Although the entire novel tells of only one day, Virginia Woolf covers a lifetime in her enlightening novel of the mystery of the human personality. The delicate Clarissa Dalloway, a disciplined English lady, provides the perfect contrast to Septimus Warren Smith, an insane ex-soldier living in chaos. Even though the two never meet, these two correspond in that they strive to maintain possession of themselves, of their souls. On this Wednesday in June of 1923, as Clarissa prepares for her party that night, events during the day trigger memories and recollections of her past, and Woolf offers these bits to the reader, who must then form the psychological and emotional make-up of Mrs. Dalloway in his/her own mind. The reader also learns of Clarissa Dalloway through the thoughts of other characters, such as her old passion Peter Walsh, her husband Richard, and her daughter Elizabeth. Septimus Warren Smith, driven insane by witnessing the death of his friend in the war, acts as Clarissa's societal antithesis; however, the reader learns that they often are more similar than different. Thus, Virginia Woolf examines the human personality in two distinct methods: she observes that different aspects of one's personality emerge in front of different people; also, she analyzes how the appearance of a person and the reality of that person diverge. By offering the personality in all its varying forms, Woolf demonstrates the compound nature of humans.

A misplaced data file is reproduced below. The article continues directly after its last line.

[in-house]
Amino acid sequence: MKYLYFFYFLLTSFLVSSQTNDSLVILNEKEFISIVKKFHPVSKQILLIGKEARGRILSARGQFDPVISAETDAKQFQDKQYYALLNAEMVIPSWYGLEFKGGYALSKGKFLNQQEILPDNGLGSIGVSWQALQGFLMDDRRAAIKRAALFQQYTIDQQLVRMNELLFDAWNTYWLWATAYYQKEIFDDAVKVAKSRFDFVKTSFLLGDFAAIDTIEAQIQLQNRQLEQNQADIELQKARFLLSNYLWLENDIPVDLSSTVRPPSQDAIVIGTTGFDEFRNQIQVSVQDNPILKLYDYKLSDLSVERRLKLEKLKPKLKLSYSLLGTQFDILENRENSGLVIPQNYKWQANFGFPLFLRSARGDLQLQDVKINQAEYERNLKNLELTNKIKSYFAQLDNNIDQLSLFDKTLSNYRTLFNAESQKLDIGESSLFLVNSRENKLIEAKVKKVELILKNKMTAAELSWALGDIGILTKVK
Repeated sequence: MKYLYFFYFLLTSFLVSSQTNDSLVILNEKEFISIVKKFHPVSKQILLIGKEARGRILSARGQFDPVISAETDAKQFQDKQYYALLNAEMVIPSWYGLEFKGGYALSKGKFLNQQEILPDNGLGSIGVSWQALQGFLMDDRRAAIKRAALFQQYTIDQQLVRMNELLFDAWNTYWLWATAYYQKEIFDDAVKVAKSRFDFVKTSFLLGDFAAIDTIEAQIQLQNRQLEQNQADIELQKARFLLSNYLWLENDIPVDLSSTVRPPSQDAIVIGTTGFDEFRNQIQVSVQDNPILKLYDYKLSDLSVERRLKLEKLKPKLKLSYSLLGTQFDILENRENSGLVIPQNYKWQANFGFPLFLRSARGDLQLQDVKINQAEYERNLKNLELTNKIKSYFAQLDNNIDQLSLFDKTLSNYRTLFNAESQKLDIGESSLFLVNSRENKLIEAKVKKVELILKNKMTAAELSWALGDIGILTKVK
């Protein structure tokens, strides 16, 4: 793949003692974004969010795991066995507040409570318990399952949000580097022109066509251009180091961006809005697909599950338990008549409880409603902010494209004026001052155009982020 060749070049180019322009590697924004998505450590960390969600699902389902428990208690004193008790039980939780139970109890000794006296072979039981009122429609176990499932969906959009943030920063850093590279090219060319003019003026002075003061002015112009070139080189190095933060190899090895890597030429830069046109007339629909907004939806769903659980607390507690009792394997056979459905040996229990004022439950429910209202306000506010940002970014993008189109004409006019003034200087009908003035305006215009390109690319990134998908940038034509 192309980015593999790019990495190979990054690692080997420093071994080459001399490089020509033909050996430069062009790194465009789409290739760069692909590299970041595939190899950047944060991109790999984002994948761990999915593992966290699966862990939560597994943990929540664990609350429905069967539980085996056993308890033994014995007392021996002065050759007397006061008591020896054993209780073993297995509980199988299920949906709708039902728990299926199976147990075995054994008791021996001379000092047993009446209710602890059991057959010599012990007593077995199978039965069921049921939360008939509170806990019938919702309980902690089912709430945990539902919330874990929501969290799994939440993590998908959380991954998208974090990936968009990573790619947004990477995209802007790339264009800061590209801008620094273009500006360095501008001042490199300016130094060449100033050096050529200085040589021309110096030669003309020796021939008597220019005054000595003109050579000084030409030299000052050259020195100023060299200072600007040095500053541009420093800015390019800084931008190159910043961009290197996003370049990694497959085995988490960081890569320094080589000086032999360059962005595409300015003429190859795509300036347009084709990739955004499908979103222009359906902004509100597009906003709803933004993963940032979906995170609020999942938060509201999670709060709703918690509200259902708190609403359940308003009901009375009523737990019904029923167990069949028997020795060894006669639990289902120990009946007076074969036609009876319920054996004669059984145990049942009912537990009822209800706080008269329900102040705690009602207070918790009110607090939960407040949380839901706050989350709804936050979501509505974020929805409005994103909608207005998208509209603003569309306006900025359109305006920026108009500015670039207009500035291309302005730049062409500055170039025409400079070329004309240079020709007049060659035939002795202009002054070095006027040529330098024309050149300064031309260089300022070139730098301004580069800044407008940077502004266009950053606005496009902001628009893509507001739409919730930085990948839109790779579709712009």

As an extremely unconventional novel, Mrs. Dalloway poses a challenge for many avid readers; Woolf doesn't separate her novel into chapters, almost all the "action" occurs in the thoughts of characters, and, the reader must piece together the story from random bits and pieces of information...
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... more. All of these contrasts affirm Woolf's contention: no one can or should ever be denoted as someone with only dominant characteristic, because no one remains unvarying. Yet this novel isn't just about Mrs. Dalloway or her complex nature, but rather of Woolf's realization that as Mrs. Dalloway is multi-dimensional, every human is a mixture of his/her concepts, memories, emotions; still, that same human being leaves behind as many different impressions as there are people who associate with that person. Furthermore, Woolf evokes the following question: If everyone's impression of another is just a fragment of the whole, what is the "real world" like, where everyone's consummate nature is in view? Only then does one realize that such a thing, a consummate nature, doesn't exist, and with the human personality, what you see at this very instant is what you get.
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